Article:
• Fasciotomy is indicated when compartment pressure reaches 30 mm Hg.
• After a complete fasciotomy is performed, additional release is rarely needed.
Prolonged surgery, especially in patients undergoing procedures in the Trendelenburg or lateral decubitus positions, poses a risk of compartment syndrome. The Trendelenburg position requires
that the legs are strapped at a higher level than the heart. This can be avoided by repositioning and redraping the legs, or, if this is not possible, the head-down tilt position should be reversed every 2 hours so that reperfusion of the lower limbs can occur. In the lateral decubitus position, the down arm and the down leg must be well padded to avoid excessive compression.
On recent analysis of risk factors, age appeared to be a strong predictor of developing ACS (P < 0.001), with the highest prevalence between 12–19 years and 20–29 years. Occupation and implant type were the only other factors that remained significant after adjusting for age.
Patients on anticoagulation medication tend to have a high risk of thigh compartment syndrome, even with relatively minor trauma or surgical interventions. This clinical scenario must be approached with a high index of suspicion.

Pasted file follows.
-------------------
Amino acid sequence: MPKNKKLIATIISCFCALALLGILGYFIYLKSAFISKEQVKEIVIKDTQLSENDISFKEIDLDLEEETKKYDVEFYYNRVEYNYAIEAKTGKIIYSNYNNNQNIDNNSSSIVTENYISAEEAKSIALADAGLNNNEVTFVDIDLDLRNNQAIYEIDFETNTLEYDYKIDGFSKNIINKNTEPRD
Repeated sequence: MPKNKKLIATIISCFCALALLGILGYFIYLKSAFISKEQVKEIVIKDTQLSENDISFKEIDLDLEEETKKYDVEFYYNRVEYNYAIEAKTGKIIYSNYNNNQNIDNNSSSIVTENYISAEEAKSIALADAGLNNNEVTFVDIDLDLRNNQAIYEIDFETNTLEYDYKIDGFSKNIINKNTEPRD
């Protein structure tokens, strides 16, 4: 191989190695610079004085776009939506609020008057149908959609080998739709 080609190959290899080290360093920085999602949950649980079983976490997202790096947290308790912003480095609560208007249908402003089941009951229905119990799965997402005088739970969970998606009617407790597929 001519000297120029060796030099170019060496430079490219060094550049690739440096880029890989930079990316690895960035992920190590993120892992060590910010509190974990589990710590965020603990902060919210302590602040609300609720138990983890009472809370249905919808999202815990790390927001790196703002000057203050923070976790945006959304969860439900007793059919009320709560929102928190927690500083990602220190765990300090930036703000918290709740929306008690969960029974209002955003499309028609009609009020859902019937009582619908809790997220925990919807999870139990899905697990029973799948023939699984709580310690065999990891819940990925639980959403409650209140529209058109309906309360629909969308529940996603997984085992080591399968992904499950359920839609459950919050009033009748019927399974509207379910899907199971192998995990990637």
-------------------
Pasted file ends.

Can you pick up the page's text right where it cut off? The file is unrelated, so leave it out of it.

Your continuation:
In conclusion, the use of regional anesthesia in patients with risk of compartment syndrome is controversial. Therefore, regional blocks should be performed in consultation with the patient and with the surgical team. When deemed beneficial to patient care, regional anesthesia can be used when indicated to alleviate severe pain; however, astute management, compartment tissue monitoring, and perhaps lower concentrations and volumes of local anesthetics should be considered.